Harrisburg, PA – Prison reform activist Kevin Maxson has been imprisoned on a parole violation that he believes was motivated by his leading of a community protest group at the county prison.
According to the notice he received from PA State Parole, Maxson “Shall have no contact with Lt. Rose of the Dauphin County Prison.” Maxson posted the notice on Facebook where he has a large following.
His popularity grew after organizing the community to call attention to the death of a young inmate. Ty’rique Riley died July 1, 2019 following an altercation with corrections officers while he was imprisoned at DCP.
The death of 21-year-old Ty’rique Riley is not a surprising event for Dauphin County Prison, says Maxson. He notes the recorded deaths of 10 inmates in the past five years, four of them reportedly suicides. Maxson believes all of those deaths should be investigated. He says there has been a culture of brutality in the Dauphin County Prison, and he accuses Dauphin County officials of allowing that culture to fester for too long.
Maxson was spotted leading another protest event at Dauphin County Prison on Saturday afternoon.
The group Voices 4 the Voiceless was established as a grassroots response to the wave of alleged prison brutality, and was emboldened by the national spotlight attention it received when the group was featured in published reports from Washington Post, and PennLive.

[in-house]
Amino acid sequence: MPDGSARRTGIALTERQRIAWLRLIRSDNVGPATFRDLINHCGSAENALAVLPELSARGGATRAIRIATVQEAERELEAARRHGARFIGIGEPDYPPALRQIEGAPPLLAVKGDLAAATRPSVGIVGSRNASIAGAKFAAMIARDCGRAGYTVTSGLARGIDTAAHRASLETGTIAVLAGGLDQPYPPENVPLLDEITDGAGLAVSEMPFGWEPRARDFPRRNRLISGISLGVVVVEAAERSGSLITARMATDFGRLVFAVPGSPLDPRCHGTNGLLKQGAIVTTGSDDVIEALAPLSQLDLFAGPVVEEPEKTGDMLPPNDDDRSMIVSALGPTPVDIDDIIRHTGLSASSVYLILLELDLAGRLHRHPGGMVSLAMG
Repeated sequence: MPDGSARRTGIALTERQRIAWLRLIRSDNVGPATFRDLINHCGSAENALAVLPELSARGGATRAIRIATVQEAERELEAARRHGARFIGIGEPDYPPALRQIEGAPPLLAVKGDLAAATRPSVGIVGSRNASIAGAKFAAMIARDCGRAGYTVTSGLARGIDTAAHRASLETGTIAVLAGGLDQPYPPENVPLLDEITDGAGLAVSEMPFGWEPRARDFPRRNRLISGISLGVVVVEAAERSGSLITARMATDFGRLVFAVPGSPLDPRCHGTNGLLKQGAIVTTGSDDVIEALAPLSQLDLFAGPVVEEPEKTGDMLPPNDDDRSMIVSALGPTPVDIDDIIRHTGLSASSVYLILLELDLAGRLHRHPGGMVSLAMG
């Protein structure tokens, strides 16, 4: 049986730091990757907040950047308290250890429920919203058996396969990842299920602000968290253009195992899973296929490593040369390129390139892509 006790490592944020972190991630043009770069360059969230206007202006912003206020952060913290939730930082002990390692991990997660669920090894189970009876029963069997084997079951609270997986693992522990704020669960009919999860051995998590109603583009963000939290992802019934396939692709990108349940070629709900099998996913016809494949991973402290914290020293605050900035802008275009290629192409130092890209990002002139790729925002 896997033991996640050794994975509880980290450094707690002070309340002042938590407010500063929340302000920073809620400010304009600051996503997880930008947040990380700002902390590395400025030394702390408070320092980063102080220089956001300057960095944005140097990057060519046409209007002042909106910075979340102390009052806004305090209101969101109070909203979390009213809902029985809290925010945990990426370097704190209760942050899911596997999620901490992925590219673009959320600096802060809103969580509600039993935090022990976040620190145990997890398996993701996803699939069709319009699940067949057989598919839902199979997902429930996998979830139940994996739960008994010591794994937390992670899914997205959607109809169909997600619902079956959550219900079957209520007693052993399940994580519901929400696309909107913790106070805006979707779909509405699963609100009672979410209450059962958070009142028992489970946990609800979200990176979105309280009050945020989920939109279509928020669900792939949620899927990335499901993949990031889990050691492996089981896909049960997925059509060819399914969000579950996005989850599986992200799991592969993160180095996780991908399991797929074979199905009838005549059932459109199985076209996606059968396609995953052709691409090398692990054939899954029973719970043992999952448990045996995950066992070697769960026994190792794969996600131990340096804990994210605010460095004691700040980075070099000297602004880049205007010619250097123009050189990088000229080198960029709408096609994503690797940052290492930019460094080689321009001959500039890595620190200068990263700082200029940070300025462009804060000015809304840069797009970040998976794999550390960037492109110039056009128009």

Announced by Dauphin County Coroner Graham Hedrick this week, it was determined that Riley’s death was ruled ‘due to natural causes.’
Controversy has erupted regarding the death, the finding of the autopsy, and now it has intensified regarding Maxson’s arrest.
As a candidate for Dauphin County Commissioner, Tom Connolly expressed concern for Maxson’s safety, and is questioning if the motives of the State Parole department are in retaliation for Maxson’s activism at the Dauphin County Prison. Connelly believes the intentions of Maxson to be genuine.
Maxson initially received instructions to report to Parole on Tuesday. However he was actually picked up Sunday morning and is presumed to be held in SCI Camp Hill on a State Parole violation.